May 022015
 May 2, 2015  Laws, Surveillance

While the ACLU of Virginia is not happy about Virginia Governor McAuliffe’s veto of bills that would have limited collection and storage of license plate data, they are happy that he signed a bill into law that requires a search warrant for drone use by law or regulatory agencies.  They have issued the following statement:

 The American Civil Liberties Union (ACLU) of Virginia today celebrated enactment of landmark legislation protecting Virginans’ privacy and commended Governor McAuliffe for signing into law bi-partisan  legislation, HB 2125 (Cline R Rockbridge) and SB 1301 (McEachin D Richmond), that will require a search warrant for drone use by law or regulatory enforcement agencies. Since 2013, law enforcement drone use has been regulated by Virginia’s first-in-the-nation statewide drone moratorium that is set to expire July 1, 2015. The new law adds Virginia to the list of only eleven states with a warrant requirement for drone usage by law enforcement.

“This hard won victory comes after three years of close work with a bipartisan group of legislators led by Delegates Ben Cline and Todd Gilbert,” said ACLU of Virginia Executive Director Claire Guthrie Gastañaga. “The first success came two years ago when Governor McDonnell signed into law a two-year drone statewide moratorium that gave us time to work together to develop the well thought out and common sense legislation that Governor McAuliffe signed today. This legislation is an important first step in bringing Virginia’s privacy laws into the 21st Century and ensures that government agencies that violate the new warrant requirement can’t use the data they collect when they do so in criminal or enforcement proceedings against Virginians.”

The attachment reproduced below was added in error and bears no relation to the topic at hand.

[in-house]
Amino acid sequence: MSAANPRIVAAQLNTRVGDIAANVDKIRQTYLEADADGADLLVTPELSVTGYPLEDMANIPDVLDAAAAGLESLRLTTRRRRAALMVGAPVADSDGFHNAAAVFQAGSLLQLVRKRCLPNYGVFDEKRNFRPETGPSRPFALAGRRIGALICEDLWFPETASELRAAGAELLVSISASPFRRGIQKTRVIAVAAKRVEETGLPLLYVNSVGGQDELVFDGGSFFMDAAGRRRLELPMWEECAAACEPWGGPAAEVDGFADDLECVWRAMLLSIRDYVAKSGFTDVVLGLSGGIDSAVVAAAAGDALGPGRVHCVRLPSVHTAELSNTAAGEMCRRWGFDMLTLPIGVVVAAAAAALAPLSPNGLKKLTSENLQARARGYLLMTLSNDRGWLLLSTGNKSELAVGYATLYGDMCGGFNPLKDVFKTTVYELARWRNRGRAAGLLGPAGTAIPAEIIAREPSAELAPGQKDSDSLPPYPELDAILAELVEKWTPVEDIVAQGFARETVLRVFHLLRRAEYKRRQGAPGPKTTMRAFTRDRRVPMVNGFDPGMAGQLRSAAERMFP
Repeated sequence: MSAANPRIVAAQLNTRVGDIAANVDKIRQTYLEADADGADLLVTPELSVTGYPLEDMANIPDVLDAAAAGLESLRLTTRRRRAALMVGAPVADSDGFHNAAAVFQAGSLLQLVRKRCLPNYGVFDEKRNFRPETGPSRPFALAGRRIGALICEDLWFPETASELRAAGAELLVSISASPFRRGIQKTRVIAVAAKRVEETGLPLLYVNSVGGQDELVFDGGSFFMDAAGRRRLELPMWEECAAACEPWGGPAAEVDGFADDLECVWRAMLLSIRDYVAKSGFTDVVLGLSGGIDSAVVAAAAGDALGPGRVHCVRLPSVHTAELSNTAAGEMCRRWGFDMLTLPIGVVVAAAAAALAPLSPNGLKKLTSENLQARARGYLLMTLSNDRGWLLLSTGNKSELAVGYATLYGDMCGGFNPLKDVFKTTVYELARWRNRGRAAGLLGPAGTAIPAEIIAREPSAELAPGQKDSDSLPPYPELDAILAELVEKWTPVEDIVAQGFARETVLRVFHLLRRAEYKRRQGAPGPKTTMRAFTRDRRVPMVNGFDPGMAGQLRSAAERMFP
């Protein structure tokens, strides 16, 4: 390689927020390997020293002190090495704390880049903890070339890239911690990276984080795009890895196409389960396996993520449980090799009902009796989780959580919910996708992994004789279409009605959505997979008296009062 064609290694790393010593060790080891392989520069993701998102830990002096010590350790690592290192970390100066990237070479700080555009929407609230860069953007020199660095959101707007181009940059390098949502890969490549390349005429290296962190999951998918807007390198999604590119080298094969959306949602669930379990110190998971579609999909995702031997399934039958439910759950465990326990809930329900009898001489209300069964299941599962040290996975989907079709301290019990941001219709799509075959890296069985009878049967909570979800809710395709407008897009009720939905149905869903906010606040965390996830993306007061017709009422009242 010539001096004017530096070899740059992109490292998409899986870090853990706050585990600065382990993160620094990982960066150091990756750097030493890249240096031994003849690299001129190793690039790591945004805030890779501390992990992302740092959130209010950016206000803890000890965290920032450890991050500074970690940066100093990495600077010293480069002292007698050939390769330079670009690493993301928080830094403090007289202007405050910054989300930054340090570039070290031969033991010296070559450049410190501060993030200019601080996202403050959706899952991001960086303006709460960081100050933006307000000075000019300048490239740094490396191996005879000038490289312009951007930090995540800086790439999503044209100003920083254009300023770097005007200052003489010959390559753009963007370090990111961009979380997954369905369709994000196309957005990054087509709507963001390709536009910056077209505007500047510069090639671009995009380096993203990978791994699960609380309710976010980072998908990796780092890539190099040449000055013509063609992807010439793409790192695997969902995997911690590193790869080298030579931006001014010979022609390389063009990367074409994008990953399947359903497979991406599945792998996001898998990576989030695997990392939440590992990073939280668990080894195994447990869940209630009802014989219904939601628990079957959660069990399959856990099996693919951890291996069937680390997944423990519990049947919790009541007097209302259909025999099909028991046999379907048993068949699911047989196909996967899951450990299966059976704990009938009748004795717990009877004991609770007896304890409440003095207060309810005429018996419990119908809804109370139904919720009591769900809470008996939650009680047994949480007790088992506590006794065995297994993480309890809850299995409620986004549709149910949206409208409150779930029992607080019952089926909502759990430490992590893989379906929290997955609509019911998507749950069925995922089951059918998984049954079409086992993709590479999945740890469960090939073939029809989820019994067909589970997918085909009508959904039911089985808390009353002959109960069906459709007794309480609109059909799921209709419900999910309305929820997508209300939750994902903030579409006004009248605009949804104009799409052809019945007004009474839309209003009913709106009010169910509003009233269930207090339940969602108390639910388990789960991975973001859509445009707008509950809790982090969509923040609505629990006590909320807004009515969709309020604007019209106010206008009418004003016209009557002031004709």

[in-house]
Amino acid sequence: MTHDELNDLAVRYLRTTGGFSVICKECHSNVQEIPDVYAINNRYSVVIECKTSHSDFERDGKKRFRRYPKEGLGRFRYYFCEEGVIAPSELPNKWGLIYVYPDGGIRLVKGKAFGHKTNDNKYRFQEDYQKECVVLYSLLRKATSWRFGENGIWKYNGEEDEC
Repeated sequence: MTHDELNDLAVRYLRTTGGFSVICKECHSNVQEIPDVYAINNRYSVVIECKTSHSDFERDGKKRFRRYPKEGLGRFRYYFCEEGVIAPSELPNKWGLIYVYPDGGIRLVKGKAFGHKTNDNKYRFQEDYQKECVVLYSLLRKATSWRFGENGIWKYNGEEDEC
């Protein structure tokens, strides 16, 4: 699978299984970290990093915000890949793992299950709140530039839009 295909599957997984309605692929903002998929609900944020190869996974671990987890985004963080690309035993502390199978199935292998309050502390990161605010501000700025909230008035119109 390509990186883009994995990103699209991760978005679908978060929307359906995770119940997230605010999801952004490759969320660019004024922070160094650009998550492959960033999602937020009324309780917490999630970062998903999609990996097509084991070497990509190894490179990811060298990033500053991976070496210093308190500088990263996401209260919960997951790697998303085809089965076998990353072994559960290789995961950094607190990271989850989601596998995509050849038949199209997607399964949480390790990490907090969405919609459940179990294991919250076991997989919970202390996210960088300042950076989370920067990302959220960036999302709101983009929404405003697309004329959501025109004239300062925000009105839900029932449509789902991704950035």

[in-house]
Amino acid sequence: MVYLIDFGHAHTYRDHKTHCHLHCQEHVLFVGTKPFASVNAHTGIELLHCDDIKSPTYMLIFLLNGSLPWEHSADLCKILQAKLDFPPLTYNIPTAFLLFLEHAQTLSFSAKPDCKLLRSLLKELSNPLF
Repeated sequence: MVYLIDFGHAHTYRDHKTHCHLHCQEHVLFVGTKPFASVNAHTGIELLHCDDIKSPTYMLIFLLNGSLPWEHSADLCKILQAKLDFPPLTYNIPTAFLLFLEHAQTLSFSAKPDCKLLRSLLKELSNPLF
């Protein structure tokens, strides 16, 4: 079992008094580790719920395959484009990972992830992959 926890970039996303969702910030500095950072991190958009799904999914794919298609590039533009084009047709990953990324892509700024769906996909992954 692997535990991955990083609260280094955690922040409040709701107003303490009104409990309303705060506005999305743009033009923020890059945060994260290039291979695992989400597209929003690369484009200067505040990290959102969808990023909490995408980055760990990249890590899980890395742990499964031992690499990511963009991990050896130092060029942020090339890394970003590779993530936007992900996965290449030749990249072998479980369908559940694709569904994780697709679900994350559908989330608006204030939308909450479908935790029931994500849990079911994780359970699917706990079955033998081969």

Last month, the legislature rejected amendments proposed by the Governor that would have gutted the statutory warrant requirements in these bills regulating drone use by law and regulatory enforcement agencies.

Under the new law, law enforcement can use a drone to track a person as long as they obtain a warrant.  The law also allows warrantless use of drones for emergencies, such as when Amber or Blue alerts are issued, and does not limit commercial or other public or private uses of drones for non-law enforcement purposes, including research and fire and other assessments. Virginia is now one of eleven other states with similar laws including, Florida, Idaho, Illinois, Indiana, Iowa, Montana, Oregon, Tennessee, Texas, Utah, and Wisconsin.

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